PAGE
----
Softness KA. et al., 2022: Pediatric Stone Surgery: What Is Hot and What Is Not.
Softness KA, Kurtz MP.
Division of Urologic Surgery, Beth Israel Deaconess Medical Center, Harvard Medical School, Boston, USA.
Department of Urology, Boston Children's Hospital, Harvard Medical School, Boston, USA.
Purpose of review: We aim to highlight recent advances in technology and techniques for surgical management of urinary tract calculi in pediatric patients.
Recent findings: Percutaneous nephrolithotomy (PCNL) is classically performed in the prone position. The supine PCNL was first attempted to overcome the shortcomings of difficult airway access, patient and surgeon discomfort. The supine PCNL, and subsequent modifications, has been successfully described in the pediatric population. Classically, PCNL has also been classically concluded with obligate placement of a nephrostomy tube and bladder catheter. Recently, tubeless and totally tubeless PCNL reduces pain and duration of hospitalization with satisfactory surgical outcomes in children. Finally, we describe the use of thulium laser technology, which offers improved efficacy in stone treatment and may supplant the current dominant technologies in coming years. Recent advances in pediatric stone surgery include supine PCNL, miniaturized PCNL instrumentation, tubeless procedures, and thulium laser technology.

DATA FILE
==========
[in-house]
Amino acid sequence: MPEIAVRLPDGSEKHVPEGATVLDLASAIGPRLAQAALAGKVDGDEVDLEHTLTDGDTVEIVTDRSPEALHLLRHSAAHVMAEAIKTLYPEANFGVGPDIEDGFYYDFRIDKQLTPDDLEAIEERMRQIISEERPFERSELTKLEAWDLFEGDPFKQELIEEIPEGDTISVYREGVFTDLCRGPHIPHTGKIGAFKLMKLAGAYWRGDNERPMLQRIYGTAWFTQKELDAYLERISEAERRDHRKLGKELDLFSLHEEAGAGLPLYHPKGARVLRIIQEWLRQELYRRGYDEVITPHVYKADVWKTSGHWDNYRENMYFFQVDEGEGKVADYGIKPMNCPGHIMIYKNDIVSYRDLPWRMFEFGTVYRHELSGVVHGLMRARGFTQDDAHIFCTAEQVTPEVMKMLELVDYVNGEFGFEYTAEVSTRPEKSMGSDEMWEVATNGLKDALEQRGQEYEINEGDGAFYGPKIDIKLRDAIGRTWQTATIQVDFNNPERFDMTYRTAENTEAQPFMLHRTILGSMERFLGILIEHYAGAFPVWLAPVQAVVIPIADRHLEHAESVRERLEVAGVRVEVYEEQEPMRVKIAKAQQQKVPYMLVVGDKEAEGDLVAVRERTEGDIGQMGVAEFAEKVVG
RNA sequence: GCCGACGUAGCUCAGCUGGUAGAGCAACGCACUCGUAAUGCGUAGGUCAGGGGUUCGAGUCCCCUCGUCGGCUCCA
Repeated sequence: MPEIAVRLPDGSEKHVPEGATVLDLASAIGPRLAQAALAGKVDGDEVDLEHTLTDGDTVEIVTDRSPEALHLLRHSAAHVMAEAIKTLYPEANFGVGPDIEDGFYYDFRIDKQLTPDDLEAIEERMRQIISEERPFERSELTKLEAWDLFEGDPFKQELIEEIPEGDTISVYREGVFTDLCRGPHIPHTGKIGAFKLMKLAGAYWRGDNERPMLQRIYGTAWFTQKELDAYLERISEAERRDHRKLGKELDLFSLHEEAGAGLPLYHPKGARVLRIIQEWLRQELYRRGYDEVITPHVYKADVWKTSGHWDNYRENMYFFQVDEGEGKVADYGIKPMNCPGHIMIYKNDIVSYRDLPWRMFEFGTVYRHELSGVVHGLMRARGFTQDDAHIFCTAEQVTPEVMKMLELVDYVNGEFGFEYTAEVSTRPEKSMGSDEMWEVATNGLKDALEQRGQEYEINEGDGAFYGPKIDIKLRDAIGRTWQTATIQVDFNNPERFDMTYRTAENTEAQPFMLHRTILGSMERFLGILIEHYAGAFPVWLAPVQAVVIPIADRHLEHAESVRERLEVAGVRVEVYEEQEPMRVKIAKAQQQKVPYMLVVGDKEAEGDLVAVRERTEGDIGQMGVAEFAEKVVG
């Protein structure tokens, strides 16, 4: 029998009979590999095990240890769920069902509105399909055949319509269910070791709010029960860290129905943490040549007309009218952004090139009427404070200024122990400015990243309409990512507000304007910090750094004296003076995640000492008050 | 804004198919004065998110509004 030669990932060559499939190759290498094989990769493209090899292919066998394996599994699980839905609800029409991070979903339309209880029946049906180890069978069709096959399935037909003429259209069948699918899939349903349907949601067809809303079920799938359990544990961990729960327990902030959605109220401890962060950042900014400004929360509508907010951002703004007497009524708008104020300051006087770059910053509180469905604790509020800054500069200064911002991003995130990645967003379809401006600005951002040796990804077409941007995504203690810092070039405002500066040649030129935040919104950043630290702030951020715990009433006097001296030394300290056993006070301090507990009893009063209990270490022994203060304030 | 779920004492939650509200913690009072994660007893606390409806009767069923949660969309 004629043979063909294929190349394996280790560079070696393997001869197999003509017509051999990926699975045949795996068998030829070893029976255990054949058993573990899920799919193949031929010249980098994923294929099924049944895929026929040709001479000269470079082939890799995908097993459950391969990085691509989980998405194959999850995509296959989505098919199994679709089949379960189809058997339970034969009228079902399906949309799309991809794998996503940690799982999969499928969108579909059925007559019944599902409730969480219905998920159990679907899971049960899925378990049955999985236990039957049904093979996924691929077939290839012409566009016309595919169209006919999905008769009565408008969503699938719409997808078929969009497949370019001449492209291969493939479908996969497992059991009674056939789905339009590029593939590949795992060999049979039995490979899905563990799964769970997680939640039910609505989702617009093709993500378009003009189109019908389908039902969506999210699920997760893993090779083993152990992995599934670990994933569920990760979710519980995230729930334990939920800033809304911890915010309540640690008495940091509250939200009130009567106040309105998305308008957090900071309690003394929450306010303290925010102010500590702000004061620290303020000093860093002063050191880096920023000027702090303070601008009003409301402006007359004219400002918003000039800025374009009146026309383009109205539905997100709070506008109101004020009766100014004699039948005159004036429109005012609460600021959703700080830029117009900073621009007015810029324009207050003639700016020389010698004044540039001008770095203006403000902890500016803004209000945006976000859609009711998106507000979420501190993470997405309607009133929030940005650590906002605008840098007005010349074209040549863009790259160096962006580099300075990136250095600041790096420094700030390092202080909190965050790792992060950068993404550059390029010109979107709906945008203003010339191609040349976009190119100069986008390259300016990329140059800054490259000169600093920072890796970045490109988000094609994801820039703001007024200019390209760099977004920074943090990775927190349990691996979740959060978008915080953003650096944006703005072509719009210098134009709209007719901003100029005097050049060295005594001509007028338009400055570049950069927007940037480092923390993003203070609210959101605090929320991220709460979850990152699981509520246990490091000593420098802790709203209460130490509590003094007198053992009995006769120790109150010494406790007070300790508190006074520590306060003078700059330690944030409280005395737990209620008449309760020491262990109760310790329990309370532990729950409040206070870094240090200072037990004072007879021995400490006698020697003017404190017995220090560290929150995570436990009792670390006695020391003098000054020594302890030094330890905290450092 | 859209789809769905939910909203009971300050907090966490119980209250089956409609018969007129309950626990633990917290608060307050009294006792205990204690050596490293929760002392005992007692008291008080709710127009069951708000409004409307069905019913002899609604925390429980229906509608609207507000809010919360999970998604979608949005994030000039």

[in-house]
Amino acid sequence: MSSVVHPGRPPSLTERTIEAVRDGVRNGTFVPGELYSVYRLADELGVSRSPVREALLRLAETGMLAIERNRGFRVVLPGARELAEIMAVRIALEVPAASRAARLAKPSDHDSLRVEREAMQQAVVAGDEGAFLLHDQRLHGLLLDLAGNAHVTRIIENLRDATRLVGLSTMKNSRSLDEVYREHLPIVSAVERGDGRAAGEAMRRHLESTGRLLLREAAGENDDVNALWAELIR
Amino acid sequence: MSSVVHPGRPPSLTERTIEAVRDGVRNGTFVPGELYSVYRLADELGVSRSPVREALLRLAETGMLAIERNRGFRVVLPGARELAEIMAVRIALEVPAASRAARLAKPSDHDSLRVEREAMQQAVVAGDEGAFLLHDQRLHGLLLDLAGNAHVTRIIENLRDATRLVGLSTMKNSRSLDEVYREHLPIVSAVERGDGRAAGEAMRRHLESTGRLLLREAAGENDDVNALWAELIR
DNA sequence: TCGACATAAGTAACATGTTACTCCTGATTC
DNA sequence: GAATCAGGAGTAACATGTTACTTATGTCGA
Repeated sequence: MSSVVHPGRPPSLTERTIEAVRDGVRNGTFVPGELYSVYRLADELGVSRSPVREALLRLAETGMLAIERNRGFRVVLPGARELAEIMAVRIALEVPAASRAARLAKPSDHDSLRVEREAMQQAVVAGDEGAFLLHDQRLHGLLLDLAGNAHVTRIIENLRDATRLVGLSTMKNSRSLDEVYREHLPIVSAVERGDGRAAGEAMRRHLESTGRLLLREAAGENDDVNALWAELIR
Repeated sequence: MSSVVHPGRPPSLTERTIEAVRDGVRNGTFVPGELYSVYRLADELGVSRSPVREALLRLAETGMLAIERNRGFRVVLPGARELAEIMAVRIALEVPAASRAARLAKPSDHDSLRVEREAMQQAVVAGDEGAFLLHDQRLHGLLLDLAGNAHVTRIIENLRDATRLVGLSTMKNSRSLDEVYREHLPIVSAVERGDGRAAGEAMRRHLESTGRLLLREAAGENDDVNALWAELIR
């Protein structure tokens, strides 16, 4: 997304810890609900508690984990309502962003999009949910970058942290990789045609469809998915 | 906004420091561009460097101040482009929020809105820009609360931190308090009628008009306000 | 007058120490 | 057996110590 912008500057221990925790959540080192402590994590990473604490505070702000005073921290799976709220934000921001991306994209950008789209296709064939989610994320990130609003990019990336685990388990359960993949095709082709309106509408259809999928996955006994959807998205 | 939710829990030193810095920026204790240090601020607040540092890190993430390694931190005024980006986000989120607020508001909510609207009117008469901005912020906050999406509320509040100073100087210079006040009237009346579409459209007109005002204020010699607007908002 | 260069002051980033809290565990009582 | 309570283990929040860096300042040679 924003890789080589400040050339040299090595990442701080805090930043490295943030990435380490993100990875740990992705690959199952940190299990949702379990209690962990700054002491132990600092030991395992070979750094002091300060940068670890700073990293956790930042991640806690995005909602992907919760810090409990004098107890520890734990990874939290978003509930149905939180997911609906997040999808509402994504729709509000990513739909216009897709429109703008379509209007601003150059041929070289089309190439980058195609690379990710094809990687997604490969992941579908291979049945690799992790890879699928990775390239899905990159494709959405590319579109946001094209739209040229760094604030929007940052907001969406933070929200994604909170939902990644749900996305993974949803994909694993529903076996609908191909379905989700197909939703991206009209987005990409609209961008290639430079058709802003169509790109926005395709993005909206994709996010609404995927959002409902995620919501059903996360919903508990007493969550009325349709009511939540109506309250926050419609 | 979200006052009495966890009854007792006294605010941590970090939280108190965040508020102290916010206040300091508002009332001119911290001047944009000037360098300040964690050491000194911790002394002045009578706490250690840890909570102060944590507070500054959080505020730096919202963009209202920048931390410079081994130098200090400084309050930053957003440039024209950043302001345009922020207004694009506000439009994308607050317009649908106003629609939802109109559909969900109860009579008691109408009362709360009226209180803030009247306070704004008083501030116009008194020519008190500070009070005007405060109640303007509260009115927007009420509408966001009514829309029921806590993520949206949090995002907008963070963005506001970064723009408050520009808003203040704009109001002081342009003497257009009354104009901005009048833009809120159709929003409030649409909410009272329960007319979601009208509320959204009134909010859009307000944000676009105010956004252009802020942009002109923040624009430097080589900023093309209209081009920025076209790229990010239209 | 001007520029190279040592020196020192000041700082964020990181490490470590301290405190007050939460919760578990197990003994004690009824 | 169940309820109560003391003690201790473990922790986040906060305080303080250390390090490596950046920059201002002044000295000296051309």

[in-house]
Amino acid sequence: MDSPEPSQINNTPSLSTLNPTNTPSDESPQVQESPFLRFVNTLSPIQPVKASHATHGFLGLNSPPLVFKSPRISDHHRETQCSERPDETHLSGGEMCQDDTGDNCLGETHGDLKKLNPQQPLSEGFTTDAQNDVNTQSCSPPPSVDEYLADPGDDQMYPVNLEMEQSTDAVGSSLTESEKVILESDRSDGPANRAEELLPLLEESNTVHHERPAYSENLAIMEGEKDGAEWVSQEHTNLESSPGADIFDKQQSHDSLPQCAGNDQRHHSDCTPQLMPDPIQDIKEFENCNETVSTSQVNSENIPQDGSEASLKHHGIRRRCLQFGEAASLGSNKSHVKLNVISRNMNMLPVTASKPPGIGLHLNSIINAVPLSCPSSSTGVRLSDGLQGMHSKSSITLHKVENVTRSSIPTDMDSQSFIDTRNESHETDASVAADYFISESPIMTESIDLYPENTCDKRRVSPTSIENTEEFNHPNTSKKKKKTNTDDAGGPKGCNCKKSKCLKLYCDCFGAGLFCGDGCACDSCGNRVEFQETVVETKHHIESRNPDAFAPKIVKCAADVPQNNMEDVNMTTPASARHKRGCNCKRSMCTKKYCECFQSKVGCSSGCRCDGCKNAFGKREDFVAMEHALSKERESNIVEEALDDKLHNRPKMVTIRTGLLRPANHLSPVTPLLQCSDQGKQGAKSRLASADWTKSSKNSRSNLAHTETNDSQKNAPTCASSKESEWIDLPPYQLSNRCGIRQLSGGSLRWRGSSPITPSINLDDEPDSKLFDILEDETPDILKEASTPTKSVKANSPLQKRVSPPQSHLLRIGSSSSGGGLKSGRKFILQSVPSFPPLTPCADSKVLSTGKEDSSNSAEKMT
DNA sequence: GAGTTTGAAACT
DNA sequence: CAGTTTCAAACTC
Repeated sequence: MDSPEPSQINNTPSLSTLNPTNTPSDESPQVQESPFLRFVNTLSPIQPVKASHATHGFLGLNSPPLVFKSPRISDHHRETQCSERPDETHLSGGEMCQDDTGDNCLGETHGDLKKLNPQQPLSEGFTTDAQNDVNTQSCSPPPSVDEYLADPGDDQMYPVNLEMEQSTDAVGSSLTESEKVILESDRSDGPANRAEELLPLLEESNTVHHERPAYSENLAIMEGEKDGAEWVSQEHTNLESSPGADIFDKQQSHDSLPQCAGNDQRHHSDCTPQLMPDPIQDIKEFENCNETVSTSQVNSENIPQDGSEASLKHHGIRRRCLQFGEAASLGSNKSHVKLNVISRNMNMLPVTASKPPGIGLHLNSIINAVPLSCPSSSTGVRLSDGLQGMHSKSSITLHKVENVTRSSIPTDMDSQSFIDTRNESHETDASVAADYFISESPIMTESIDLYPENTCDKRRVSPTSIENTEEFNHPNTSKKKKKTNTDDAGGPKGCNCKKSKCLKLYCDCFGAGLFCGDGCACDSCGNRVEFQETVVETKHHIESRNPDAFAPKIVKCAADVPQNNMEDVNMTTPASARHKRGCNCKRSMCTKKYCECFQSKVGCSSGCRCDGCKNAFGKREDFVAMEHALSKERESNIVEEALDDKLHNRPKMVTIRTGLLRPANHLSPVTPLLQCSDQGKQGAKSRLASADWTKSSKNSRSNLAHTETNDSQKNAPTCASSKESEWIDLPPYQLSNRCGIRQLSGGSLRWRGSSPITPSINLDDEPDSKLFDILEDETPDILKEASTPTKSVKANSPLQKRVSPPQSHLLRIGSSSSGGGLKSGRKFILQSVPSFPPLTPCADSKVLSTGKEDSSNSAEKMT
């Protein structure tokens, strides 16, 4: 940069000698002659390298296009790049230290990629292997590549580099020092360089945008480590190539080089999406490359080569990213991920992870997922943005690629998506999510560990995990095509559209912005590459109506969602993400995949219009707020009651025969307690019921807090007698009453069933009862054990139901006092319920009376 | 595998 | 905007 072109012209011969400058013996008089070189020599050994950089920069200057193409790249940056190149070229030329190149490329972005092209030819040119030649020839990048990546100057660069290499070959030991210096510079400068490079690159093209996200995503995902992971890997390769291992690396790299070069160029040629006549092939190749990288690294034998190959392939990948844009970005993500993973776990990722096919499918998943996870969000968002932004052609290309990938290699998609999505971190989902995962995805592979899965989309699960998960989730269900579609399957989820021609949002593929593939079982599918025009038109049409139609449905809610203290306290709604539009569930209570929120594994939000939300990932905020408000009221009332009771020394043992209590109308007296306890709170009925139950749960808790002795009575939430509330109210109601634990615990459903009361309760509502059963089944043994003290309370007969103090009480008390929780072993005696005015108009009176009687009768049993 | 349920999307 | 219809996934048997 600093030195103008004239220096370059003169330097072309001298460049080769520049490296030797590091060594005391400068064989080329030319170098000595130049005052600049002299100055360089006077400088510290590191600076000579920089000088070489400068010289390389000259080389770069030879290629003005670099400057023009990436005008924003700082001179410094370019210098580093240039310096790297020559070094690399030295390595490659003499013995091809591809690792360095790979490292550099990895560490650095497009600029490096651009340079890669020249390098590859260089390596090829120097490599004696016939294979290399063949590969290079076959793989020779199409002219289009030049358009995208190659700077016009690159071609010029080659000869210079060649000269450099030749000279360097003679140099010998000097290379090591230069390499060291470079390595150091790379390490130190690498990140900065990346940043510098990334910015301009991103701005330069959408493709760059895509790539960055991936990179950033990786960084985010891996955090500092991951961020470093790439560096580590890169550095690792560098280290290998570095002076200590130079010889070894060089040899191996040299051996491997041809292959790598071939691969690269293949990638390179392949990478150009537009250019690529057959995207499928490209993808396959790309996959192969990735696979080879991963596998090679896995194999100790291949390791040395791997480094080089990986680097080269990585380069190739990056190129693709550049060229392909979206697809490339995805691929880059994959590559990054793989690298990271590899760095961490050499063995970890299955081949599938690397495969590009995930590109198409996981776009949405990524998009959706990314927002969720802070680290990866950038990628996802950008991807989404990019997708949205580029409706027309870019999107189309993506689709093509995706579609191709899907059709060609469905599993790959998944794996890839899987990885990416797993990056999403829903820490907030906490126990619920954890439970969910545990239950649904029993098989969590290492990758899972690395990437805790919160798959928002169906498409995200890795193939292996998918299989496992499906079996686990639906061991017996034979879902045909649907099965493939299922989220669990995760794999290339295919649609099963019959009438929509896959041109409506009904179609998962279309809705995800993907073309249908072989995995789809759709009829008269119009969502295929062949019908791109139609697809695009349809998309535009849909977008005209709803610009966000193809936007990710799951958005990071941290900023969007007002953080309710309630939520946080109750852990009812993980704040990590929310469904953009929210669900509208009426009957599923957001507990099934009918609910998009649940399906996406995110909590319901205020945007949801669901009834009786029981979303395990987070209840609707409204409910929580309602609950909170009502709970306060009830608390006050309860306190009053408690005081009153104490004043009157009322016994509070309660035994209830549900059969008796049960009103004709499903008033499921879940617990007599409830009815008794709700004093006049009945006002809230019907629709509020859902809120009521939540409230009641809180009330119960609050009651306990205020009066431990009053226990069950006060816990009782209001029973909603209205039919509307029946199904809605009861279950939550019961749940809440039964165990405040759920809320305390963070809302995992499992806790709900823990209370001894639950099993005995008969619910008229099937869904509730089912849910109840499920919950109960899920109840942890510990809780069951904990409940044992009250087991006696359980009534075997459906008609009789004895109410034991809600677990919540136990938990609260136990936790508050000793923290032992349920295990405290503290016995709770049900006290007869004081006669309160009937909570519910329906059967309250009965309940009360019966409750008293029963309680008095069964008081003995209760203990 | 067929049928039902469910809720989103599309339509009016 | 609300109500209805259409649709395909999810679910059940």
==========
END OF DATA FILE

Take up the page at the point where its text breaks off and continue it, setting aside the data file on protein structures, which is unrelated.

Curr Urol Rep. 2022 Feb 8. doi: 10.1007/s11934-022-01089-7. Online ahead of print. PMID: 35133545 Review.
In this review the authors discuss recent developments in paediatric stone treatment. Like in several other reports it is obvious that SWL still is very alive for this patient group.
Although it is stated that SWL is “first line treatment” in children there has been no technical development of this method and accordingly SWL is mentioned only briefly in the introduction.
As for adults, decisions on appropriate treatment are based on:
The last point really needs to be emphasized.
The authors also state that stenting is necessary for treatment of large stones. I think, however, that within the range of appropriate indications for SWL, most children can be treated without an internal stent. Their ureters allow passage of fragments much better than ureters in adults.